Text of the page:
In September, OPEC’s secretariat secondary sources put Nigeria’s daily production capacity at about 1.768 million barrels, before dropping by about 17,000 barrels to 1.751 million barrels in October. But, direct communication sources, according to the group’s monthly report, gave the figure as 1.634 million barrels in September, up by about 138,000 barrels to about 1.772 million barrels in October.

Based on its resolution, which said OPEC’s latest output cut by 2.5 per cent would be based on October production levels, Nigeria’s production is expected to drop by a minimum of 43,775 barrels to about 1.71 million barrels per day, effective January 2019.

Other OPEC members will be expected to cut their production volumes as follows: Algeria with October production level at about 1.07 mbpd (26,750 barrels); Angola, 1.457mbpd (36.43 barrels); Congo, 324,000bpd (8,100 barrels), Ecuador, 525,000 (13,125 barrels); Equatorial Guinea, 131,000 bpd (3,275 barrels); Gabon 186,000 bpd (4,650 barrels) and Iran, 3.296 mbpd (82,400 barrels).

Iraq, which produced 4.653 mbpd in October will cut about 116,325 barrels; Kuwait 2,764mbpd (69,100 barrels); Libya, 1.114 mbpd (27,850 barrels); Saudi Arabia 10.642mbpd (266,050 barrels); United Arab Emirate 3.160 mbpd (81,750 barrels) and Venezuela 1.171 mbpd (29,275 barrels).


Although Nigeria remains oil production sensitive relative to price, an oil price below the MTEF oil benchmark of $60pb will distort the fundamental pillars of the budget plan. In addition, a possible cut by OPEC in Nigeria’s oil quota could deal a significant blow to Nigeria’s fiscal consolidation efforts and this will force the government to revise its spending, possibly pulling the economy into a technical recession.

This will also weigh on key indicators such as the economic growth forecast of 3.01% in 2019, external reserves will move south of $40bn and exchange rate will depreciate by at least 5.4% to N380/$. This is also expected to widen Nigeria’s budget deficit, exerting more pressure on Nigeria’s current debt profile and debt servicing obligations.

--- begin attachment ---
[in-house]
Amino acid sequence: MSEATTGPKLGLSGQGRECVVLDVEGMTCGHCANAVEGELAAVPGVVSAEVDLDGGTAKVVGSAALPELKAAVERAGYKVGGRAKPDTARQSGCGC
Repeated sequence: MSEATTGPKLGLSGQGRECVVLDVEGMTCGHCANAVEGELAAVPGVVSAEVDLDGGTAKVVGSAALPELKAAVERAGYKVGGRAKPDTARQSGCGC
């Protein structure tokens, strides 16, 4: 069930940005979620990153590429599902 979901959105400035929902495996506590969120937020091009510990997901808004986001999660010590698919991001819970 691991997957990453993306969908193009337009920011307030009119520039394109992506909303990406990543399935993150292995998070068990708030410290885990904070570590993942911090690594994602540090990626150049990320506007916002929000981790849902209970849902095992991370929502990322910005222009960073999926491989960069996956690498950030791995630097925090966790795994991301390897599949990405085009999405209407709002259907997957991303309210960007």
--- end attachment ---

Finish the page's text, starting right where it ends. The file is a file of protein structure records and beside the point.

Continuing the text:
One of the objectives of the Federal Government of Nigeria is to improve the ease of doing business for investors through its various policies, programs, committees and interventions. However, some of the subsisting policies and laws of the Federal Government appear inhibitive when critically evaluated in the light of current realities.

Undoubtedly, the provisions of Section 33 of the Companies Income Tax Act (CITA) on the requirement for minimum tax is one of the controversial tax provisions that require some critical analysis and consideration for potential review.

It appears that the proposed amendment to the CITA in the National Tax Policy may have contemplated some of the concerns raised in this article because it intends to remove net assets as a basis for computing minimum tax, and amend the applicable rate and amount of turnover in arriving at minimum tax payable. However, it is necessary to examine the merits of the proposed changes in the wake of the need to increase government’s revenue through taxes vis-à-vis the continued relevance of the minimum tax provision to some critical sectors of the economy.

In this article, we have reviewed the provisions of Section 33 of the CITA referenced above, in the light of current demands of businesses, and suggested recommendations for making it fit-for-purpose.

The principle of minimum tax provisions

Section 33 (1) of the CITA provides that – “Notwithstanding any other provisions in this Act where in any year of assessment the ascertainment of total assessable profits from all sources of a company results in a loss, or where a company’s ascertained total profits results in no tax payable or tax payable which is less than the minimum tax, there shall be levied and paid by the company the minimum tax as prescribed by subsection (2) of this section”.